In recent years, the resilient modulus has been introduced for evaluating pavement material response. A comprehensive laboratory evaluation of resilient modulus, Mr, of five cement-treated base (subbase) materials used by the Maryland State Highway Administration are presented in this paper. A total of 84 specimens, having factorial mix combinations of material type, gradation, cement content, density level, and curing period, were used to investigate their influence on the Mr response. In addition, the static modulus test was performed on each specimen to determine its static modulus, E, as well as the unconfined compressive strength, qu. It has been found that the cement content, material type, and gradation are the major influence on modulus response. The water needed for cement hydration, as well as the optimum moisture content needed for maximum density, were found to affect the results. The resilient modulus becomes more independent on repeated axial deviator stress when the cement content and/or curing period increase. The test results suggest that different relationships between resilient modulus and unconfined strength exist for the cement-treated dense-graded aggregate (DGA) and soil cement materials. Separate equations were therefore developed and presented. For design of flexible pavements, new layer coefficient-resilient modulus nomographs were developed. As for rigid pavement, a more precise evaluation of the composite modulus of subgrade reaction is presented.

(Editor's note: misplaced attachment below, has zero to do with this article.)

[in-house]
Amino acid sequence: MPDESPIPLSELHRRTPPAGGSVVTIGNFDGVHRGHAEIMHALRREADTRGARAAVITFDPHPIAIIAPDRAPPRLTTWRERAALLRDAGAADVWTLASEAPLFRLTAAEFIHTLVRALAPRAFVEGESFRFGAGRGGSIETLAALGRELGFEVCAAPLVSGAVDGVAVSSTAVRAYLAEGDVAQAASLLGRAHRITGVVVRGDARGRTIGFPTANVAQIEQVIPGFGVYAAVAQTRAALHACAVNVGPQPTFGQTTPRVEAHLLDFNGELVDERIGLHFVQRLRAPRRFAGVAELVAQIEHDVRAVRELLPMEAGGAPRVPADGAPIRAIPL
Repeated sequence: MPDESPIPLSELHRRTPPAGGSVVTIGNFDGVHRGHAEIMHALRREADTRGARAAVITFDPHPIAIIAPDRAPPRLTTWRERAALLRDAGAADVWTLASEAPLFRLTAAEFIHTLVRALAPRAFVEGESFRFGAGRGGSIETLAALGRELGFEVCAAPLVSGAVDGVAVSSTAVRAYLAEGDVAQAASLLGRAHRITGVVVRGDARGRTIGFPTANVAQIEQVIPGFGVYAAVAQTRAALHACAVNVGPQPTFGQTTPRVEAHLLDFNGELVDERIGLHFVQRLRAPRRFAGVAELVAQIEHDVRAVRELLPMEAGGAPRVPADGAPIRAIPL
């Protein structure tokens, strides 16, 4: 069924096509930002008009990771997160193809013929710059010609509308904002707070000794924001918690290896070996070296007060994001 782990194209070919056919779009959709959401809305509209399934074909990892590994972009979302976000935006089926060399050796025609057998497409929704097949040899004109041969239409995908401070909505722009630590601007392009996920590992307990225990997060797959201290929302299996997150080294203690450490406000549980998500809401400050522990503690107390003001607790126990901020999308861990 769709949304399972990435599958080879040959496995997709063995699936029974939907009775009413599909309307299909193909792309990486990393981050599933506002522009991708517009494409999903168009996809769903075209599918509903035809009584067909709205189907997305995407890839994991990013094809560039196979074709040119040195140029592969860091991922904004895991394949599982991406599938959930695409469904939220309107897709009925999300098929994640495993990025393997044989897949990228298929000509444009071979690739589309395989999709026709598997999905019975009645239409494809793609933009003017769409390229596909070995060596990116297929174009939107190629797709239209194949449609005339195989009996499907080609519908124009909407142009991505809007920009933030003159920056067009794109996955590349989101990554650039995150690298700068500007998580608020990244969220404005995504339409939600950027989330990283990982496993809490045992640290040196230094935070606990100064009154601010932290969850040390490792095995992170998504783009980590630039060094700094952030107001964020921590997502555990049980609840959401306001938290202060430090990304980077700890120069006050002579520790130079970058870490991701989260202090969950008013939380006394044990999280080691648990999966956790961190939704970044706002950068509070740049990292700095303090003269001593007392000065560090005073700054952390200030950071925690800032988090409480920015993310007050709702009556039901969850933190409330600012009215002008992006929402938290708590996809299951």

Media Info

  • Media Type: Print
  • Features: Figures; References; Tables;
  • Pagination: pp 41-48
  • Monograph Title: Geotechnical engineering research
  • Serial:

Subject/Index Terms

Filing Info

  • Accession Number: 00455839
  • Record Type: Publication
  • ISBN: 0309039223
  • Files: TRIS, TRB
  • Created Date: May 31 1986 12:00AM